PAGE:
27 terms

sampling distribution

the distribution of sample means (or other statistics) based on repeatedly drawing simple random samples

Central Limit Theorem (CLT)

theorem states the conditions under which a sampling distribution will be approximately normal (and what parameters of the sampling distribution will be)

point estimate

the estimate of a parameter with a single value

unbiased estimator

a point estimate that does not consistently underpredict or overpredict the population parameter

interval estimate

an estimate of a parameter that gives a range of likely values

confidence interval

an interval that estimates a parameter with a given level of confidence

confidence level

the % of likelihood that the interval includes the true value of the population parameter

margin of error

the maximum distance from the point estimate at the center of the interval allowed given the specified level of confidence

z critical values

the values of the standard scores in the normal distribution that correspond to a given confidence (or significance) level

student T distribution

a symmetric distribution of a sampling distribution whose shape changes with sample size

t-critical value

the value of the T distribution for a particular degree of freedom that corresponds to a given confidence (or significance) level

T-distribution

distribution used for small sample sizes and/or unknown population standard deviation

normal distribution

the distribution used for large-sample proportions, and when the sample size is large (>40) AND the population standard deviation is known

hypothesis

an assumption or premise against which to test data

alternative hypothesis

the hypothesis in hypothesis testing that you want to prove

null hypothesis

the hypothesis in hypothesis testing that is the default assumption if you fail to prove your claim with the available data

test statistic

a statistic calculated on the sampling distribution that is used to test your hypothesis

statistically significant

data is described as this if the assumptions of the null hypothesis are sufficiently unlikely to produce the results shown in the data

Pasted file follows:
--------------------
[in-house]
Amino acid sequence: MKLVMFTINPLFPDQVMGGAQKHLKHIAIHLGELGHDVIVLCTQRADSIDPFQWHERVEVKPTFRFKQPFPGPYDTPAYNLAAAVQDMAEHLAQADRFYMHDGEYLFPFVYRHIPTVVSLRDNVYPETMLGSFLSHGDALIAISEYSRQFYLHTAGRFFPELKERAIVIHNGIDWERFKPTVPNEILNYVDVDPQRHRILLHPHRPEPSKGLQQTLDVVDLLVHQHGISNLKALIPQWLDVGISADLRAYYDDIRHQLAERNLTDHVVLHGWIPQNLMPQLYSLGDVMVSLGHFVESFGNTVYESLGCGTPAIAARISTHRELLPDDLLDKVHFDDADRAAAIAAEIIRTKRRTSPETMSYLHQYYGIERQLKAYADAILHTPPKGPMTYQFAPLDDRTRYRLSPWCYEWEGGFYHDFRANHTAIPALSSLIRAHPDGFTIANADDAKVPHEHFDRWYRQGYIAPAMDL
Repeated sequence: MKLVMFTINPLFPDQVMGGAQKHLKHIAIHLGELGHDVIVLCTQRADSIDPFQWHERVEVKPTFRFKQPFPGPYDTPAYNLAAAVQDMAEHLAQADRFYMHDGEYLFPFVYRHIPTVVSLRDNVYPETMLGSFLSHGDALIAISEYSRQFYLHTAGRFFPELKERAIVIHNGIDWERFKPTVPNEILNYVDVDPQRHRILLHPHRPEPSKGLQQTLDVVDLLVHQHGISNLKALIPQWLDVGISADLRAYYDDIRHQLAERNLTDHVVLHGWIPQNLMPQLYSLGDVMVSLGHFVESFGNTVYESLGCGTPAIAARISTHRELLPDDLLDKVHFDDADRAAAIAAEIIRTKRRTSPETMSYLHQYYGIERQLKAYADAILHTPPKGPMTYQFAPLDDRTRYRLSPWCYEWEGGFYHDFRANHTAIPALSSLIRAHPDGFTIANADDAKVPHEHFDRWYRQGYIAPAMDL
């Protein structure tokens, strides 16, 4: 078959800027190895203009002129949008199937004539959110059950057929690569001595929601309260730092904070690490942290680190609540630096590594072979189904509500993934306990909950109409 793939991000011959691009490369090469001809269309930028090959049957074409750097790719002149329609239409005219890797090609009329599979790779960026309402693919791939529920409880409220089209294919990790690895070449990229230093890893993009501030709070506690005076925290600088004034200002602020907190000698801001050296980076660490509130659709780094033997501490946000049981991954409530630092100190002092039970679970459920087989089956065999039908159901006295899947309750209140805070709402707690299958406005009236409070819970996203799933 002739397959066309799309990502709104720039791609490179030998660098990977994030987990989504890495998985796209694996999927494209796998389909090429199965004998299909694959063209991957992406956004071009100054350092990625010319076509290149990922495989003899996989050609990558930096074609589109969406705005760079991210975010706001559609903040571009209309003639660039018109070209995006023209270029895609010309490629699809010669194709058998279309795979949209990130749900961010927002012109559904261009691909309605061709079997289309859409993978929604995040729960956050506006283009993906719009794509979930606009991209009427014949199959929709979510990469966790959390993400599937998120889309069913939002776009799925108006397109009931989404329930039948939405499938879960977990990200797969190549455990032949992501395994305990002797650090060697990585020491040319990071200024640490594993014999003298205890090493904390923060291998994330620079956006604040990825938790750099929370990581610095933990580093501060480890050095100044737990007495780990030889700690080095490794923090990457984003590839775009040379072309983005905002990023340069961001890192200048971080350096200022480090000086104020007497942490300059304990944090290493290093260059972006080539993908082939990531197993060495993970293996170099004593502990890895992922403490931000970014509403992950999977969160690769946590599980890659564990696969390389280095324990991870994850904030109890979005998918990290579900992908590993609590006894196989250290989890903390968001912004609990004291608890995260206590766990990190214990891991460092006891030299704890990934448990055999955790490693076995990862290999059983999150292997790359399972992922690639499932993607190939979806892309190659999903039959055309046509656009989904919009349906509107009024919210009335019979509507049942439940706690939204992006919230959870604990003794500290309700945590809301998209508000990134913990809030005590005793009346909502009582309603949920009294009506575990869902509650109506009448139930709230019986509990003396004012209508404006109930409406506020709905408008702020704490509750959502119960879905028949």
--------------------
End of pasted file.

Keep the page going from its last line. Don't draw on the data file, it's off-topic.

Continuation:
level of significance

The level of unlikeliness established in advance of testing below which one can conclude the data is sufficiently unlikely to be produced by random chance from the situation described by the null hypothesis that you are willing to claim that the null hypothesis is likely to be false

reject the null hypothesis

conclusion reached if P-value is less than the level of significance

fail to reject the null hypothesis

conclusion reached if P-value is greater than the level of significance

Type I error

an error that occurs when the null hypothesis is really true, but we conclude it is probably not true

Type II error

an error that occurs when the null hypothesis is really false, but we are unable to conclude it is false from the data

P-value

the probability that the data you a testing was obtained from the assumptions of the null hypothesis (to be compared to the significance level)//The probability you could obtain the sample by random chance if the null hypothesis was true.

one-tailed test

a hypothesis test that considers only values greater than or less than the null hypothesis (not both)

two-tailed test

a hypothesis that tests for "differentness" from the null hypothesis and it could be above or below the assumed mean/proportion

rejection region

the value of the test statistic outside the range of the critical values in which the P-value is low enough to reject the null hypothesis